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skills

Take your security career to the next level with these excellent online courses

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Our selection of online courses tailored specifically for the security sector will enable you to both learn new skills and improve existing ones in 2023 and beyond – sign up today! These are specially-curated online courses designed to help you and your team improve expertise and learn new things. The Management, Leadership & Business Operations online learning bundle provides you with over 50 courses, which cover all areas of both professional and personal development:
  • Costs, Volumes and Profits Certification
  • Agenda Setting Certification
  • Health and Safety in the Workplace (UK) Certification
  • GDPR in The Workplace Certification
  • Project Management Foundation (Small Projects) Certification
  • Project Preparation Certification
  • Making Meetings Matter Certification
  • Marketing Certification Level 2
  • Managing Emotions at Work Certification
  • Managing Your Workload Certification
  • UK Employment Law Certification
  • Workplace Monitoring and Data Protection Certification
And many more! Find out more and purchase your ticket online here. Additionally, there are a variety of bundles available on all spectrums;
  • Personal & Professional Development
  • Healthcare
  • Sports & Personal Development
  • Human Resources
  • Customer Services
  • Health & Safety
  • Education & Social Care Skills
  • Sales & Marketing
  • IT & Personal Development
Book your courses today and come out of this stronger and more skilled!

New report reveals impact of defence sector on UK economy

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A new economic report published has outlined the huge value of the defence sector to UK jobs, businesses and exports.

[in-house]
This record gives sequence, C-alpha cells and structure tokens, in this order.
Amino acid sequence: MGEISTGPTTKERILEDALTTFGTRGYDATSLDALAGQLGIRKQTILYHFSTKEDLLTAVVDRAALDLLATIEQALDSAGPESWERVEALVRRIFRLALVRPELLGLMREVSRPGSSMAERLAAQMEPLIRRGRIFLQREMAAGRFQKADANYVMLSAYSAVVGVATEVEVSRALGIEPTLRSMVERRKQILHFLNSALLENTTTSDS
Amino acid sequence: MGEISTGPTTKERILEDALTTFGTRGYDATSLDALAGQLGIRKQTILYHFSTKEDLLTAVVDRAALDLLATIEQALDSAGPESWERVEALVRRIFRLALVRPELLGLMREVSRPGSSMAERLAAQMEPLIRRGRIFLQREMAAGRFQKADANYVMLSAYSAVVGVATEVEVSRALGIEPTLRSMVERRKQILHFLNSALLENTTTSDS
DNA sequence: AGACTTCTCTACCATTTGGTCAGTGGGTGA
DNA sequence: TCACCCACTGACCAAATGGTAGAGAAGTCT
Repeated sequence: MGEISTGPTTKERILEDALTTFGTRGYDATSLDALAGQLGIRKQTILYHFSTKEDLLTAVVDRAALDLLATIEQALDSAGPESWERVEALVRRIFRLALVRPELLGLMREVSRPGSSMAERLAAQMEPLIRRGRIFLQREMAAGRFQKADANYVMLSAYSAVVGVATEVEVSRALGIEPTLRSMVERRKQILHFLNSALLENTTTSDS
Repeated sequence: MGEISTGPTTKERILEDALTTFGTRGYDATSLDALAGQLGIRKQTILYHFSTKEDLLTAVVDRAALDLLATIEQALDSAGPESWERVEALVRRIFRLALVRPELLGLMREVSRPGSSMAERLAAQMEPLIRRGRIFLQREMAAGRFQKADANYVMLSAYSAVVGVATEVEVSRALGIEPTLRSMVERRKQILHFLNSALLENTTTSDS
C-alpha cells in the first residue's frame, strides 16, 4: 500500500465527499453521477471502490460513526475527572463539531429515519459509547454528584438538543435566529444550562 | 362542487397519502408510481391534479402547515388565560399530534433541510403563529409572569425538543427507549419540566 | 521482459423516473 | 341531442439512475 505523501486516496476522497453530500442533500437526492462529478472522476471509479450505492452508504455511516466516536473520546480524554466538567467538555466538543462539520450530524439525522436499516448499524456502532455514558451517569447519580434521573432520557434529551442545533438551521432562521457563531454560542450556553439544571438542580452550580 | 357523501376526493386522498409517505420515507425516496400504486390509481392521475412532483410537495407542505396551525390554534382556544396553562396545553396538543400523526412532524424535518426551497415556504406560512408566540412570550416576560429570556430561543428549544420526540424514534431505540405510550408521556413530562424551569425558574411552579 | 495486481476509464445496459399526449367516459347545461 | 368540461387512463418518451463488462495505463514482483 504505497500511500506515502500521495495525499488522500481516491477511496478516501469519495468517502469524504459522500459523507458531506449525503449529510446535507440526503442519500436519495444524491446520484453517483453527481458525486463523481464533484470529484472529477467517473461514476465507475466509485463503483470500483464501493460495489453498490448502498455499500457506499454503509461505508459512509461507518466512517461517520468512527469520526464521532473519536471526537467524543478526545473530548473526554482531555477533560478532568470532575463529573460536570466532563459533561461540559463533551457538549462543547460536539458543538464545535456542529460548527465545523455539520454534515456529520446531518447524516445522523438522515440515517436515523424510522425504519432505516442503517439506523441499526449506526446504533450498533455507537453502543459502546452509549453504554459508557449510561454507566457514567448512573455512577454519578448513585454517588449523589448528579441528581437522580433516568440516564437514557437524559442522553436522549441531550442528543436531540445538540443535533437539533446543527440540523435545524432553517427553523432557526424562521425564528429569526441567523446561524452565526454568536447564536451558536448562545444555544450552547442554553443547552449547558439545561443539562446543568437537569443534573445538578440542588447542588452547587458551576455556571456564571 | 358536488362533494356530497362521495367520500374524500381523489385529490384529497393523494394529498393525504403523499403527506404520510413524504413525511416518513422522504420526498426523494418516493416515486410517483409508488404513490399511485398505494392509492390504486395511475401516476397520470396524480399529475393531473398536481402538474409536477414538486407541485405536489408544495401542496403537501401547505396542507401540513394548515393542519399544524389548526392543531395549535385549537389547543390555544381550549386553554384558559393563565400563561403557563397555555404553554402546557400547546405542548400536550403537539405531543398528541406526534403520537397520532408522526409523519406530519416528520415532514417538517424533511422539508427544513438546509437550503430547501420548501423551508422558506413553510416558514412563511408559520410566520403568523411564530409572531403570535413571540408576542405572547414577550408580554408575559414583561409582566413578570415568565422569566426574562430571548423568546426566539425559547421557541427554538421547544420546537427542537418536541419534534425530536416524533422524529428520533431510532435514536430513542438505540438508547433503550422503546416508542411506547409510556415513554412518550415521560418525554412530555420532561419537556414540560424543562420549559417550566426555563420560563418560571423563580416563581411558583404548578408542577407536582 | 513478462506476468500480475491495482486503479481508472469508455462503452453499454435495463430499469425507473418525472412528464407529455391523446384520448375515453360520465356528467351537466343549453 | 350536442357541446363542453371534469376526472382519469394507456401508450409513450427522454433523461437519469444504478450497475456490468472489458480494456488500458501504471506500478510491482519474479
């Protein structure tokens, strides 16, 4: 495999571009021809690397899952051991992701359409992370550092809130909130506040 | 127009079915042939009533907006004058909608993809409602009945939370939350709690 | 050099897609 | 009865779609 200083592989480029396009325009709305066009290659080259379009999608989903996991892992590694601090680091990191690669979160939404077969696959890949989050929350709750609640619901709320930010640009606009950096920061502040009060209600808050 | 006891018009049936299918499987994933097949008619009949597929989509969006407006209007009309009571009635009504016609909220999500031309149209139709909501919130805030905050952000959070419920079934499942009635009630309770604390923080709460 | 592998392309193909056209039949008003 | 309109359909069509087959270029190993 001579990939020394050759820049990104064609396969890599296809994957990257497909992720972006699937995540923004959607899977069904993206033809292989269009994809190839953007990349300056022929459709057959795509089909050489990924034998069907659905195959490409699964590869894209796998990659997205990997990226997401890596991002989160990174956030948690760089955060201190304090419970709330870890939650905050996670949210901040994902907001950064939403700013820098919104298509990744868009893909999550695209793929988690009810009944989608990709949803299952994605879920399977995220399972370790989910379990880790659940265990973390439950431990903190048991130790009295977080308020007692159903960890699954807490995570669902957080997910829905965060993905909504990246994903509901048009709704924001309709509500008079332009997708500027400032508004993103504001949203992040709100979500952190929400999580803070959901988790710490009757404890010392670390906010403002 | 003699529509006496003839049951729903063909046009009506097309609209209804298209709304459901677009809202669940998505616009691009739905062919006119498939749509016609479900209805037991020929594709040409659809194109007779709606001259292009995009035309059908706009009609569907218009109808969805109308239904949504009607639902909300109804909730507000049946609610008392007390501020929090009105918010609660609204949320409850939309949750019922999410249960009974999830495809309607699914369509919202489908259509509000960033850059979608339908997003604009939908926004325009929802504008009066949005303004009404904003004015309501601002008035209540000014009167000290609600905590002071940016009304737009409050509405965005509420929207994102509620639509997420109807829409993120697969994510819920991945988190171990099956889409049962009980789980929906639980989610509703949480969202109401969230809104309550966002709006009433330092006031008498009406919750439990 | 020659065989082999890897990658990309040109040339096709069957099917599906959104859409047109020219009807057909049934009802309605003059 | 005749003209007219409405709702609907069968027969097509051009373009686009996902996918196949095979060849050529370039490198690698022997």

The report has been published by the Joint Economic Data Hub (JEDHub), a collaborative initiative to improve understanding of the defence sector’s contribution to the UK economy and an important deliverable of the 2021 Defence and Security Industrial Strategy (DSIS).

Key stats in the report include:

  • 10,000 – Organisations paid directly by the MOD globally in 2020/21
  • 5,000 – Estimated apprentices employed in the UK defence sector
  • $4.6 billion – Average of annual UK defence exports between 2016-2020

Minister for Defence Procurement, Jeremy Quin said: “The defence sector is driving prosperity, strengthening the economy, supporting jobs and building skills right across the UK. The first report from the JEDHub provides new insights on the value of the sector – beyond keeping us safe in times of trouble – and I am delighted to see industry and government working together to help us grow our understanding of that vital contribution. I would particularly like to thank the companies in the Defence Growth Partnership and members of their supply chains for their support in this important initiative.”

Based in the UK Defence Solutions Centre, the JEDHub is designed to provide better, consistent and impartial data to help inform decision-making processes. The JEDHub is supported by government, industry and academia. Fresh insights from the report include: